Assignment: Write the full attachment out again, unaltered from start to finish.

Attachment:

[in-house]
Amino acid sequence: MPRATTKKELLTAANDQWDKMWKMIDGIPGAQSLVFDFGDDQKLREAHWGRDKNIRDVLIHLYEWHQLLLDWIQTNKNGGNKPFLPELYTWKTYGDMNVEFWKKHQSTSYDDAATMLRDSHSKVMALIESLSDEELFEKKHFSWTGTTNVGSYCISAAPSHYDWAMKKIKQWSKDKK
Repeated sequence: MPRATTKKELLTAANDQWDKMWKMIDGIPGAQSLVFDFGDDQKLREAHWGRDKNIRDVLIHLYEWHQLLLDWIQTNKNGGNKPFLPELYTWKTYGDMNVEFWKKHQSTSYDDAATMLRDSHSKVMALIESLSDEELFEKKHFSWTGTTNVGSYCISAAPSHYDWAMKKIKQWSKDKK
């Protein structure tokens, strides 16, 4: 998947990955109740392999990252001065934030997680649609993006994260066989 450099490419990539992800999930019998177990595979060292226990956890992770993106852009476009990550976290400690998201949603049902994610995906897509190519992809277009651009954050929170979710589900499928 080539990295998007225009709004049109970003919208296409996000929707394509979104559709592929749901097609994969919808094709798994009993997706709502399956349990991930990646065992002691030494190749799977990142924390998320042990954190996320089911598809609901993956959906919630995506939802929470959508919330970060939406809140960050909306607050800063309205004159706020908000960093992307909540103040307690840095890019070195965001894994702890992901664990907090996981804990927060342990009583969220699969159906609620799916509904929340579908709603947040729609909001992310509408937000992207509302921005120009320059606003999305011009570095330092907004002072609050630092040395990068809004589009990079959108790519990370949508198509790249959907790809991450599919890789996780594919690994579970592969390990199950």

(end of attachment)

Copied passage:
[in-house]
Amino acid sequence: MPRATTKKELLTAANDQWDKMWKMIDGIPGAQSLVFDFGDDQKLREAHWGRDKNIRDVLIHLYEWHQLLLDWIQTNKNGGNKPFLPELYTWKTYGDMNVEFWKKHQSTSYDDAATMLRDSHSKVMALIESLSDEELFEKKHFSWTGTTNVGSYCISAAPSHYDWAMKKIKQWSKDKK
Repeated sequence: MPRATTKKELLTAANDQWDKMWKMIDGIPGAQSLVFDFGDDQKLREAHWGRDKNIRDVLIHLYEWHQLLLDWIQTNKNGGNKPFLPELYTWKTYGDMNVEFWKKHQSTSYDDAATMLRDSHSKVMALIESLSDEELFEKKHFSWTGTTNVGSYCISAAPSHYDWAMKKIKQWSKDKK
């Protein structure tokens, strides 16, 4: 998947990955109740392999990252001065934030997680649609993006994260066989 450099490419990539992800999930019998177990595979060292226990956890992770993106852009476009990550976290400690998201949603049902994610995906897509190519992809277009651009954050929170979710589900499928 080539990295998007225009709004049109970003919208296409996000929707394509979104559709592929749901097609994969919808094709798994009993997706709502399956349990991930990646065992002691030494190749799977990142924390998320042990954190996320089911598809609901993956959906919630995506939802929470959508919330970060939406809140960050909306607050800063309205004159706020908000960093992307909540103040307690840095890019070195965001894994702890992901664990907090996981804990927060342990009583969220699969159906609620799916509904929340579908709603947040729609909001992310509408937000992207509302921005120009320059606003999305011009570095330092907004002072609050630092040395990068809004589009990079959108790519990370949508198509790249959907790809991450599919890789996780594919690994579970592969390990199950």